Last night, as I read Tim O’ Brien’s blog reflecting on his life as he approaches his fiftieth birthday, I realized I’d been doing a bit of reflecting myself this past year. Not because of a milestone birthday, but rather the loss of a close family member. Different circumstances, same results.
A quick happy birthday to Tim before I continue. You’re only as young as you feel!
When we’re kids, all we want to do is hurry time along so we can be grown ups. And then when we get there, all we want to do is keep striving toward new goals. The expensive car, new house, fancy furniture, great job, huge bank account. There’s always something that demands our time and attention.
Not that they’re always bad things. I just wonder if, sometimes, our focus shouldn’t be turned elsewhere.
I’m reminded of a conversation I had a couple of weeks ago, about realizing that no matter how many goals I’ve met in my life, reaching them didn’t make me as happy as I thought they would. Not that there wasn’t a sense of accomplishment, the good feelings you get when you’ve worked hard for something and finally see it come to pass.
But happy? Not really.
Because goals too often involve things. Things can make your life easier, and maybe bring some degree of happiness. But it’s fleeting. Too soon we’re focused on the next goal, and the next and next and next.
In present day society it seems to be all the rage to be busy. Constantly. I don’t know about the rest of the world but sleep deprivation is pretty common in the United States. We don’t consider proper rest to be important in light of everything we have to do.
I know I’m guilty of doing exactly that. And that’s part of the reason I’ve spent so much time thinking about my life, to this point. So many unimportant things that I invested so much of myself in, while I neglected the things that really mattered.
And I can’t reclaim that time. I can’t call a time out, say I want a do-over. Those opportunities are gone. All I can do now is refocus my attention.
On the people in my life. I don’t want to look back in five years, or ten or twenty, and still be wishing I’d done some things differently.
Sure, I’ll still have goals I’ll want to try to achieve. I need them. I’ll always need to grow and learn and keep busy. But I’m learning to prioritize. To invest more time in my relationships with my kids, family and friends than I do in the things I want to accomplish.
We only have one chance at this life. And every day that passes can either be something we’ll look back on with a smile…or live with regrets for opportunities that we allowed to pass us by. I don’t know about anyone else, but I’m tired of regrets.
This reminds me of a song I heard awhile back. I can take or leave the singer, but the lyrics give me chills when I really listen to the words. It’s about someone who missed out on a lot of his kids growing up years because he was on the road all of the time. You don’t have to travel to not be present in your life. You can be there twenty-four/seven and still not be there.
What about you? Do you have any regrets about the past? Things you wish you’d done? Things you wish you hadn’t made important…because it turned out that they really weren’t?
What a great post. You have a way of transcending your thoughts and feelings into words that I wish I could do. I could actually feel everything your words said. Great job and thank you for sharing.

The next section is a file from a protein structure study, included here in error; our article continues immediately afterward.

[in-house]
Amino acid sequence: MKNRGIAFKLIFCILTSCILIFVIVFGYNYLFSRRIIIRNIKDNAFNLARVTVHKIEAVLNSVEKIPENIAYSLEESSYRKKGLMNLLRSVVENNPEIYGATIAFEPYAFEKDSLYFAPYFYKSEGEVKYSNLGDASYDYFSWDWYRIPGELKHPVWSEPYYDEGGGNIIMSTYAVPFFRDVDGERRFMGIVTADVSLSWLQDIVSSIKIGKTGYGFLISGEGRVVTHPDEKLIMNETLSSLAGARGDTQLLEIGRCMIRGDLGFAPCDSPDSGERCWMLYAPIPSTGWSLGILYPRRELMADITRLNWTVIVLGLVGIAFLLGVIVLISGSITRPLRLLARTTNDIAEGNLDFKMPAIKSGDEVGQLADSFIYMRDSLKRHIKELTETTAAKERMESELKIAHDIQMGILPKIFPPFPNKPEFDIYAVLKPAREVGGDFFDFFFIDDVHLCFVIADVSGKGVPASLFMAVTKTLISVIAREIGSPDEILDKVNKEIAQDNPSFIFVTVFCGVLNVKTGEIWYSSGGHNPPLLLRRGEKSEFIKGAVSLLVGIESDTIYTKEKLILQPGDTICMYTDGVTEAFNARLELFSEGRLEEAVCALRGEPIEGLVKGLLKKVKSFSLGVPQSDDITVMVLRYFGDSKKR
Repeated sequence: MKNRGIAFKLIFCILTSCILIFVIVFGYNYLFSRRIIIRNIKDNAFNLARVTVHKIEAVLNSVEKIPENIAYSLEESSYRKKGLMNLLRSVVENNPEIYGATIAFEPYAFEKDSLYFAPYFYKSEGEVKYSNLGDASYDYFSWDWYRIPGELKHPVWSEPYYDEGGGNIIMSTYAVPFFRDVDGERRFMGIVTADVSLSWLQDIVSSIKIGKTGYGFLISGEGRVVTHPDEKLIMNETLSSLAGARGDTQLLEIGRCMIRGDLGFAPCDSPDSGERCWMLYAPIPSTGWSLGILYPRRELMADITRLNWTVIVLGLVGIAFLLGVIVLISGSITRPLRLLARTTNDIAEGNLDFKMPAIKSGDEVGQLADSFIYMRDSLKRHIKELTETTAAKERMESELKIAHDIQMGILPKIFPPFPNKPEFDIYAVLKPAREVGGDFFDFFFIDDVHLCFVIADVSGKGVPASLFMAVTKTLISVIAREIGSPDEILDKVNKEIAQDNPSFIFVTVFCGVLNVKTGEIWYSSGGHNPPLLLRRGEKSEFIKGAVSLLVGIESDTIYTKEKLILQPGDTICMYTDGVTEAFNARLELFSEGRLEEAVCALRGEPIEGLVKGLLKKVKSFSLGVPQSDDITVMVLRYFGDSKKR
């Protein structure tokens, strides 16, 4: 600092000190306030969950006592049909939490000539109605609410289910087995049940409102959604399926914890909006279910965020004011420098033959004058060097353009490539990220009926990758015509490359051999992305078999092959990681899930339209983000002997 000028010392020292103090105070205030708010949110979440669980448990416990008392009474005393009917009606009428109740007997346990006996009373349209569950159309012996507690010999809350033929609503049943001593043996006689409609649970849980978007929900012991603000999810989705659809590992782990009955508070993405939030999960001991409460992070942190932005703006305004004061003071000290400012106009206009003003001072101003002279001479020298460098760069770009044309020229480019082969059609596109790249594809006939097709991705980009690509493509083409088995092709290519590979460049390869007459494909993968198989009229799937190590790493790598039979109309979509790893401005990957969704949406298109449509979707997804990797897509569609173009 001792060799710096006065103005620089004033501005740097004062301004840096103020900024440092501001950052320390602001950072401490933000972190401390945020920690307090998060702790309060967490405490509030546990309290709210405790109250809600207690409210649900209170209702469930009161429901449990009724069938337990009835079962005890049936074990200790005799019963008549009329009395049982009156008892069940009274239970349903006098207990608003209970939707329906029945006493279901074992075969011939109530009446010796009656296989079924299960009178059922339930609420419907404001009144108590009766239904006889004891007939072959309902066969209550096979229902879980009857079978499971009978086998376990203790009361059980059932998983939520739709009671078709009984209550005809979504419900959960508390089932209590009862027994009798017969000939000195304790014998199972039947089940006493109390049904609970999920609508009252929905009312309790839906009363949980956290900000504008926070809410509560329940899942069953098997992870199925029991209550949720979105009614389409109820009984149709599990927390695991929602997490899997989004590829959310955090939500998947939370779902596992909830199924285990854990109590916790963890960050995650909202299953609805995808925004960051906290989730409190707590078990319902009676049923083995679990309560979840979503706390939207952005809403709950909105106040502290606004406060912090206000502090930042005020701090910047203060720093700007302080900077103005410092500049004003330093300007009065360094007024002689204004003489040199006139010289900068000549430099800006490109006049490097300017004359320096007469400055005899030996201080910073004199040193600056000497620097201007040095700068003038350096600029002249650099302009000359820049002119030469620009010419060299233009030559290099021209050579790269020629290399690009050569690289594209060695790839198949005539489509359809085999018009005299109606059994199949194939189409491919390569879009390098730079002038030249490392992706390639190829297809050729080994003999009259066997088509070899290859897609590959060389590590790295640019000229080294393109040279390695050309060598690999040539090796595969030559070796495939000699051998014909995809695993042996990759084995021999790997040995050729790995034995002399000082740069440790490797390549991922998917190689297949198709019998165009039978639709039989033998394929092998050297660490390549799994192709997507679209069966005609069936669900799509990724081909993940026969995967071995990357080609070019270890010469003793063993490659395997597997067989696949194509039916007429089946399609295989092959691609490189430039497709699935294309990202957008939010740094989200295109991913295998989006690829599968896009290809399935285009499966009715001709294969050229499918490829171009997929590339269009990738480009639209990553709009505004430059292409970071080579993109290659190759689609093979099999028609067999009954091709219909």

Thanks, Tim. I think you need to read your own blog again though, because your words really touched my heart. You expressed the feelings we all go through with each birthday that ends in a zero extremely well. 🙂
Thank you Kristy for such a profound post. Loved it!
Isn’t it true. Everyone is so busy chasing their tail, while at the same time their missing out on what is most important. Stuff can be good, but it can’t bring us lasting happiness. Stuff is temporary.
Relationships with our loved ones mean so much more. And as you so kindly pointed out, when we loose someone close to us in death, it does make us reflect on what’s more important.
Our life goes by much too fast. It’s just too precious. 🙂
Thanks, Karen. I’m so glad you liked it. And it is true. All of it. That stuff is temporary and can’t bring lasting happiness, that our loved ones are so much more important. And we do need to spend time reflecting on our lives from time to time. And make adjustments to allow more time for what matters most. Our family and friends. Because time does slip by too quickly. We can’t lose out on the important opportunities…and those will never be about ‘things.’ 🙂
This is a fabulous post. Why? Because I’m absurdly busy & you’re completely right ~ goals pass & then you’re on to the next thing and the next and the next. There’s never an end it seems. I especially love this ~ “You don’t have to travel to not be present in your life. You can be there twenty-four/seven and still not be there.” That’s so true. I have to make a conscious effort to slow down & BE there in the moment with my friends/family/kids/etc. instead of thinking about the laundry list of stuff I have to do.
All my best, Shelli
Thanks, Shelli. I think most people have this same problem. And even though I’m aware that I do it, I still fail too often at remembering what’s important. But all we can do is keep trying, reminding ourselves that all the busy work and goals will be there, but the people we love, and need to give our attention to, might not. 🙂
They certainly can be time wasters. But I think if you use your reflection time as a time to reevaluate and make changes, it can be a good thing. Good point on the writing! 🙂
And thank goodness fifty ISN’T fatal….cause I plan on living to be at least 100. 🙂
Such a great post!
I would say that everyone has regrets, the would have, should haves can slip into your mind and kill a lot of precious time. That’s why I love to write. I can’t think of anything else!
Happy Birthday Tim! 50 isn’t fatal….